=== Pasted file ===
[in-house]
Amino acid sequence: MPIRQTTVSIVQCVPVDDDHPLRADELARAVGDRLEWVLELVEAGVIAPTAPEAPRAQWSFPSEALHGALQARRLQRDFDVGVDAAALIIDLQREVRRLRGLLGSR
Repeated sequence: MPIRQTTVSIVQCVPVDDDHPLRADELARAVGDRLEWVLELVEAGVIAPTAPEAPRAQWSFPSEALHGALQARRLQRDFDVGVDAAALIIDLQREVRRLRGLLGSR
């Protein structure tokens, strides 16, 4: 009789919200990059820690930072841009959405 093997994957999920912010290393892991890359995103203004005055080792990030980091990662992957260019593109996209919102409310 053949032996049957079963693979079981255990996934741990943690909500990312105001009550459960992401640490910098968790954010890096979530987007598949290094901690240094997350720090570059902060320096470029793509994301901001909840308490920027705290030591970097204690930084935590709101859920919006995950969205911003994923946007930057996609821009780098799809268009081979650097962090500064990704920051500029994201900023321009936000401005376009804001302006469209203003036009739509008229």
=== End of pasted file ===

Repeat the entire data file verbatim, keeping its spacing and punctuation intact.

[in-house]
Amino acid sequence: MPIRQTTVSIVQCVPVDDDHPLRADELARAVGDRLEWVLELVEAGVIAPTAPEAPRAQWSFPSEALHGALQARRLQRDFDVGVDAAALIIDLQREVRRLRGLLGSR
Repeated sequence: MPIRQTTVSIVQCVPVDDDHPLRADELARAVGDRLEWVLELVEAGVIAPTAPEAPRAQWSFPSEALHGALQARRLQRDFDVGVDAAALIIDLQREVRRLRGLLGSR
């Protein structure tokens, strides 16, 4: 009789919200990059820690930072841009959405 093997994957999920912010290393892991890359995103203004005055080792990030980091990662992957260019593109996209919102409310 053949032996049957079963693979079981255990996934741990943690909500990312105001009550459960992401640490910098968790954010890096979530987007598949290094901690240094997350720090570059902060320096470029793509994301901001909840308490920027705290030591970097204690930084935590709101859920919006995950969205911003994923946007930057996609821009780098799809268009081979650097962090500064990704920051500029994201900023321009936000401005376009804001302006469209203003036009739509008229």